Join Date: Jul 2007
Location: Indianapolis, Indiana
Bit of an old thread, but I'm a former mobility assistance dog handler. Wanted to agree that you do not want to START any physical work until 2 years old, and still then mobility assistance is very physically demanding on the dog so they are never a replacement for mobility device. When Tessa and I started out I used a forearm crutch occasionally, to full time, to mostly wheelchair use.
Tessa was also an extremely social dog. With a dog like this its even more important to be strict about people not petting the dog while its working, and quickly handling people who do so without asking first or despite you telling them no. When the working gear is on, the dog is in work mode and not allowed to interact with anyone else. When the gear is off, its fine. For Tessa she had 2 working harnesses. One she wore out in public and knew she had to ignore everyone when in it. At home she had what I called her "casual" harness where she could still assist me, but knew she was allowed to interact with people, snuggle with my boyfriend if she wanted, etc.
Definitely continue exposing to as many odd situations, and odd walking surfaces, as you can. Do whatever super weird things you can come up with, because just having the dog willing to do whatever you ask is really important. I used to take Tessa and then Emma when she was in training across all sorts of playground equipment, neither ever balked at trying anything I asked them to. And this transfered over to working with Tessa, I can't think of a single situation she balked at. You can start now with learning to ignore other people, such as wearing a vest that says "in training" and "do not pet" and taking her public places that pets are allowed. Pet stores, outdoors, etc and work on ignoring other people and pets. Start small, you could let her greet people in a pet store for 10 minutes, place the vest on and don't let her for 5 minutes, vest off and let relax and play again. Build up. Go to as many pets allowed places as possible. Once the obedience is down solid and public access work in places pets are allowed, find out about the laws in your state for service dogs in training. Some allow them to be allowed everywhere service dogs are allowed, some only when being accompanied by an accredited organizational trainer, some when with owner trainers, and some not at all. Even in states where its not at all you can call specific stores and ask them if they will allow a service dog in training. Just avoid grocery stores and restaurants until training is complete, as health code comes in to play. You can practice restaurant behavior at home with curling up under the table, knowing they are not allowed to eat any food dropped on the floor, working on not being allowed to sniff at food thats up close etc. The tasks are the easiest part, so make sure to focus on the advanced obedience and public access work. But you can also start easy non demanding tasks like opening doors, retrieving items, turning on lights, etc.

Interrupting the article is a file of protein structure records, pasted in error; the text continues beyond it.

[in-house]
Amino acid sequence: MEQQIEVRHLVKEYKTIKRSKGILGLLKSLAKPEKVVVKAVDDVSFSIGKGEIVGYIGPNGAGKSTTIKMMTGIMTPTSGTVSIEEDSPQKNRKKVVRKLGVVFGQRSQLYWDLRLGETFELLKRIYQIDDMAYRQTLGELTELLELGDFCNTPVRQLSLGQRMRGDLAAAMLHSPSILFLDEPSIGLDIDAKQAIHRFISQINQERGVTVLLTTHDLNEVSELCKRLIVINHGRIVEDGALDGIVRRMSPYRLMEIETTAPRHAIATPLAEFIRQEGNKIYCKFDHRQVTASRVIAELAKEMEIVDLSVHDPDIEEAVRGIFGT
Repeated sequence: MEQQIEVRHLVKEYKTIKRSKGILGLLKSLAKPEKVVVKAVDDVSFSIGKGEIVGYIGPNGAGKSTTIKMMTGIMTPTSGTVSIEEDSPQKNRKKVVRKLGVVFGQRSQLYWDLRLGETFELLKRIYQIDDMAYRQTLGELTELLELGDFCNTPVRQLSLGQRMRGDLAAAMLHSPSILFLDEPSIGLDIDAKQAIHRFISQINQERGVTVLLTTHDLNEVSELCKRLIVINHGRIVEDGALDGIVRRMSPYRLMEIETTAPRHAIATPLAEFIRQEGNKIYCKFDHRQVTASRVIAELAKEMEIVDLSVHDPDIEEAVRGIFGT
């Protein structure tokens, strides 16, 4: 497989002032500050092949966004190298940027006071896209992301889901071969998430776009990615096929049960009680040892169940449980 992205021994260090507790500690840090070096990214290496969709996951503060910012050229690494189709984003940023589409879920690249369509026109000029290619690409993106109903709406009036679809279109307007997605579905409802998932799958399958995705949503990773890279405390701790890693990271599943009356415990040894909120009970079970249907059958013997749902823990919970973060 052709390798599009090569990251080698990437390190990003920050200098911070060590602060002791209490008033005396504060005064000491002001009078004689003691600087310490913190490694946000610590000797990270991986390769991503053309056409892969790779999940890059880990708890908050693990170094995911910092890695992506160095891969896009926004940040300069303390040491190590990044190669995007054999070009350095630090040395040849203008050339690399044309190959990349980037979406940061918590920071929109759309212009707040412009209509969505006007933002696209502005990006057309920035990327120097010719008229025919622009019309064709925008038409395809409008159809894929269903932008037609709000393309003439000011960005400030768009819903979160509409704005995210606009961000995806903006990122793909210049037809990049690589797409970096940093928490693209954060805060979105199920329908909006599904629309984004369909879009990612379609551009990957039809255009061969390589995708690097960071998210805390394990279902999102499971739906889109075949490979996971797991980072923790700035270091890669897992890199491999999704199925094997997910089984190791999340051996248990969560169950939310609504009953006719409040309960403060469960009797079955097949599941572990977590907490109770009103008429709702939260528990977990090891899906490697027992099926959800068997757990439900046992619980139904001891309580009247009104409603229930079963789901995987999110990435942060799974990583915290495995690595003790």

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member in education and Service Dog Handler.